The new one-sheets eventually arrived with a modified tagline: “Control the Weather, Control the World.”
Then they created new TV spots de-emphasizing the natural disasters in favor of over-emphasizing the conspiracy aspect of the plot.
After that, they hid the movie from the tastemakers, opting against both early screenings for critics and even the now-standard Thursday night preview screenings for the paying general public. That way, the sub-15% RottenTomatoes rating Geostorm eventually got could be delayed for as long as possible.
None of it worked, of course. The irony is if the studio truly believes their movie was killed by bad timing they might have been better off simply releasing it a couple of years ago when it was ready to go, poor test screenings and all.
To be fair, a movie about big storms being impacted by a breakout of big storms isn’t quite the same as what happens in BoJack Horseman. There is no possible correlative relationship between Geostorm’s fake disasters and the very real hurricanes we’ve experienced. However, the world’s seemingly enhanced capacity for destruction and mobilized empathy might at least give some producers’ second thoughts before they greenlight big dumb movies like Geostorm.
Eh. Probably not.
As MTV argued back in 2012, “If past movies are any indication, Americans find it relatively easy to separate fictional blockbusters from current events.” While The Matrix was in theaters it was blamed by media outlets for the trenchcoat-wearing shooters at Columbine, but its box office fortunes remained unaffected. Sniper-oriented thriller Phone Booth was delayed for five months after the Beltway sniper attacks in 2003, and it eventually opened at #1. However, Arnold Schwarzenegger’s terrorist action flick Collateral Damage was yanked and recut after 9/11, making sure to excise a plane hijacking subplot. It arrived five months later to critical and box office indifference. Ben Stiller’s post-Trayvon Martin neighborhood watch comedy The Watch was similarly delayed 5 months, re-titled and re-marketed, but still suffered a box office disappearing act. Gangster Squad was delayed and recut to remove a movie theater shootout sequence after what happened in Aurora, Colorado, and it too turned into a bomb.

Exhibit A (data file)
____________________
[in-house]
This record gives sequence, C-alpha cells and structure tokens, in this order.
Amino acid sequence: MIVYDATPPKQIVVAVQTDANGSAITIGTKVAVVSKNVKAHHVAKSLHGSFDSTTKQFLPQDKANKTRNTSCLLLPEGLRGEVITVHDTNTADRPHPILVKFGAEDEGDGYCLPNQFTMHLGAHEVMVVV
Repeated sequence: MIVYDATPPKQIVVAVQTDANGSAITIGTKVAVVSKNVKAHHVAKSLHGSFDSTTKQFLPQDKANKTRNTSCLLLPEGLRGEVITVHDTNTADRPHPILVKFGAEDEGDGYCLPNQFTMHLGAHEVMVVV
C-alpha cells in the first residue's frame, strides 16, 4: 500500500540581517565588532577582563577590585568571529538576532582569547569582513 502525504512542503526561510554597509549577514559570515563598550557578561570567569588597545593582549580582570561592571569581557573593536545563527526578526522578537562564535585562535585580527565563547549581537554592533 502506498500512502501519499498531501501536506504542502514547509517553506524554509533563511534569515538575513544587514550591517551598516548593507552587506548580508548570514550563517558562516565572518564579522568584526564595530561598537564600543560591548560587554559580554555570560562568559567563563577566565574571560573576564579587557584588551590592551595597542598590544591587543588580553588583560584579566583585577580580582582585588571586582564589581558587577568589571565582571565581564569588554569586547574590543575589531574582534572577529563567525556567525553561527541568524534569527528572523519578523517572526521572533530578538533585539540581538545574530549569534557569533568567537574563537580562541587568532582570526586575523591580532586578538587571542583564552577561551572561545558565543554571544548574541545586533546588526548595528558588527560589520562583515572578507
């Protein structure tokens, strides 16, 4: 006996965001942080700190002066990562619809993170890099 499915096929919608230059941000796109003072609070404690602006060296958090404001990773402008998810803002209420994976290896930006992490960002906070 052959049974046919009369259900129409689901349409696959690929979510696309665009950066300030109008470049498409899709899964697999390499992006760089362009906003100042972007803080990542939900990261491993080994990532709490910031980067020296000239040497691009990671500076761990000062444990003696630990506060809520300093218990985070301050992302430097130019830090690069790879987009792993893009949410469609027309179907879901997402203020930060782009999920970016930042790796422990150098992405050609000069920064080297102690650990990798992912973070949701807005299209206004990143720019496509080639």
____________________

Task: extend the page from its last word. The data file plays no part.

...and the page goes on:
While unfortunately-timed movies can justifiably and usually do place some of their blame on their proximity to real life tragedy it’s often the case that those which suffer the most in this department weren’t very good movies in the first place. There are exceptions. Kathryn Bigelow’s Detroit is one of the finer films of the year, yet it suffered at the box office partially because people didn’t want to see a gritty historical drama about white-on-black police brutality when that’s happening in the real world every day. The intention and execution were noble, the audience disconnect unmistakable. Something similar happened this weekend to Only the Brave, a critically-lauded film about firefighters which happened to arrive at the same time as the California wildfires. Result: box office failure, a noble failure, but a failure nonetheless.
There’s nothing noble about Geostorm, though. The biggest trap, in this case, is for the studios, financiers, and filmmakers to convince themselves they simply fell victim to bad timing. Because that’s the easiest way to not admit they simply made a bad movie.